You might know New Holland Brewing for its beer, but New Holland also is a distiller. Tammy Coxen of Tammy’s Tastings and I visited New Holland’s Grand Rapids brewpub called the Knickerbocker where the company also distills gin.
We met the New Holland Spirits Brand Manager Nate Blury in the Zeppelin Cocktail Lounge.
He planned to mix a drink for us called the Suffering Bastard (recipe below), but first he offered a tour of the rest of the Knickerbocker. It’s a big place.
“We have a massive capacity here that comes with three different bar areas distinctly," Blury said, pointing out the main bar where they primarily serve beer. “Then out here we have an outdoor beer garden and I'll walk you past that as well as upstairs, where our Zeppelin band cocktail room is. And of course, we have our Grand Hall, which I just think is magnificent,” he said, adding, “It pays homage to the local architecture, but also things of the area and these grand trees (copper clad structures), 40 foot ceilings. It's really magnificent.” (Photos of these areas can be seen in the slide show above.)
After taking us behind the scenes to see where all the gin is made and things are brewing, Blury took us back up to the Zeppelin room to make a drink called the Suffering Bastard, a Tiki style drink. He told us it includes gin and a beer barrel aged rye whiskey.
“I don't even think I've heard of that. I've heard of your beer barrel bourbon,” Tammy said excitedly.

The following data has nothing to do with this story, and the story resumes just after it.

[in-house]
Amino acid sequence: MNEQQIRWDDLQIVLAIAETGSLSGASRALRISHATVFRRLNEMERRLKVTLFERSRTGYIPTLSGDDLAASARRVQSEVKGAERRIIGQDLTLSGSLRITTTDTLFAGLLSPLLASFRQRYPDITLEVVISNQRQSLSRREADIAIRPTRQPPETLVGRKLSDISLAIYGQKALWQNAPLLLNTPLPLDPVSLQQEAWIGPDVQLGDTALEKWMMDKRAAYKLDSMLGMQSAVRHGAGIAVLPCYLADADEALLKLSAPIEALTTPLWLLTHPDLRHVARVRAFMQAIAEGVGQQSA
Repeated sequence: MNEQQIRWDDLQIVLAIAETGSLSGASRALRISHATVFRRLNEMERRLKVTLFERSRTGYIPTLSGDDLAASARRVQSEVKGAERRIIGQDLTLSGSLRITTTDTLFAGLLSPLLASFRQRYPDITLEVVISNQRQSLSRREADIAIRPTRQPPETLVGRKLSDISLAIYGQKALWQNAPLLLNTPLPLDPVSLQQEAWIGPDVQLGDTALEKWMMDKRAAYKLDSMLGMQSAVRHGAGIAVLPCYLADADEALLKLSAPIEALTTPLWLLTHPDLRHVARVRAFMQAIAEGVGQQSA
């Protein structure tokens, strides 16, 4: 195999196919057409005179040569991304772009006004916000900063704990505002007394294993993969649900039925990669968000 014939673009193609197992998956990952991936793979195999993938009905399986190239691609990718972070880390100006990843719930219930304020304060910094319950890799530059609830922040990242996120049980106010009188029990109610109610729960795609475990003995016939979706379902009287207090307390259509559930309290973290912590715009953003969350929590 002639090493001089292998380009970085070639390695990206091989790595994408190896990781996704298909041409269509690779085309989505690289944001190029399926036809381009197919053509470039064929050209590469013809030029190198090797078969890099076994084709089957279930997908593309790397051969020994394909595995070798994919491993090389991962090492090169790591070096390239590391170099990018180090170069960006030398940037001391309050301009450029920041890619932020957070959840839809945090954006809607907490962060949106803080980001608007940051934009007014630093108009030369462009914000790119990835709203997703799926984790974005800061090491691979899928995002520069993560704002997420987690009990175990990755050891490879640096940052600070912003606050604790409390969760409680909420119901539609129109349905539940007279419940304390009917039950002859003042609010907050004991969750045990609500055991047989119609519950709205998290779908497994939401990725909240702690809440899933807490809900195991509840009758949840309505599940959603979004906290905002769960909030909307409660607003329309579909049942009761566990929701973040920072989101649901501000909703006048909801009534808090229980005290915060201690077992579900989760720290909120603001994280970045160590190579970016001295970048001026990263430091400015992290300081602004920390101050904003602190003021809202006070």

Tammy is a big fan of rye.
Blury noted the Beer Barrel Rye came out in 2018.
“We make our rye. We pull it out (of the barrel) and we age our Dragon's Milk Barrel-aged Stout in that barrel. Once the stout is bottled, we actually put the rye back in that barrel and age it for at least 90 days before we bottle it,” Blury explained.
Tammy is also a fan of gin and this drink has both.
1 oz. New Holland Beer Barrel Rye
1 oz. New Holland Knickerbocker Gin
½ oz. lime juice
2 dashes of Angostura Bitters
Combine the rye, gin, lime juice, and bitters in a mixing glass. Add Ice. Shake. Strain into a glass (Blury used a tin cup which he manufactures). Top with ginger beer to taste
“One of the things astute listeners might notice from (reading) that recipe is that there isn't any simple syrup or any kind of sweetening ingredient,” Tammy said, adding, “This is a drier kind of cocktail. The only sweetness is coming from that ginger beer. And I think that's where the name Suffering Bastard came from, because it was a, you know, a little harsher (stiff) drink.”
After a sip she quipped, “I have to tell you, I didn't really feel very much like I was suffering when I drank that drink.”
Tammy Coxen and Lester Graham are the authors of Cheers to Michigan: A Celebration of Cocktail Culture and Craft Distillers from the University of Michigan Press. The book is based on the Cheers! episodes heard on Michigan Radio.